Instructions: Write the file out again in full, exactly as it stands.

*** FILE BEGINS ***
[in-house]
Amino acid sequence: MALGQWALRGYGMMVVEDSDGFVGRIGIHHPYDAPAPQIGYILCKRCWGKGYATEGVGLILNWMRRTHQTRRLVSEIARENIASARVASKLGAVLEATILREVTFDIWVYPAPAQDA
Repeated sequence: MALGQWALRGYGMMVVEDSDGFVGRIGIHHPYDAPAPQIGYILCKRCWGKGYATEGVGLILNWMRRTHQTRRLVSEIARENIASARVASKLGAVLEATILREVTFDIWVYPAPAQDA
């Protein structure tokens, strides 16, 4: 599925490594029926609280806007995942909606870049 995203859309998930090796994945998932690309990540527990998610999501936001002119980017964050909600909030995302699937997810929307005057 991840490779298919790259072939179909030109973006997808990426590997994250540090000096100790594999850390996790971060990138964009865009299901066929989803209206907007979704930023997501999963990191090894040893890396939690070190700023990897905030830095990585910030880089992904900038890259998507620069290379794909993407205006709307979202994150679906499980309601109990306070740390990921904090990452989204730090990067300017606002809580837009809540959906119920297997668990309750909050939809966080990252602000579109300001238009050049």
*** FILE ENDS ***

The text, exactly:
[in-house]
Amino acid sequence: MALGQWALRGYGMMVVEDSDGFVGRIGIHHPYDAPAPQIGYILCKRCWGKGYATEGVGLILNWMRRTHQTRRLVSEIARENIASARVASKLGAVLEATILREVTFDIWVYPAPAQDA
Repeated sequence: MALGQWALRGYGMMVVEDSDGFVGRIGIHHPYDAPAPQIGYILCKRCWGKGYATEGVGLILNWMRRTHQTRRLVSEIARENIASARVASKLGAVLEATILREVTFDIWVYPAPAQDA
């Protein structure tokens, strides 16, 4: 599925490594029926609280806007995942909606870049 995203859309998930090796994945998932690309990540527990998610999501936001002119980017964050909600909030995302699937997810929307005057 991840490779298919790259072939179909030109973006997808990426590997994250540090000096100790594999850390996790971060990138964009865009299901066929989803209206907007979704930023997501999963990191090894040893890396939690070190700023990897905030830095990585910030880089992904900038890259998507620069290379794909993407205006709307979202994150679906499980309601109990306070740390990921904090990452989204730090990067300017606002809580837009809540959906119920297997668990309750909050939809966080990252602000579109300001238009050049």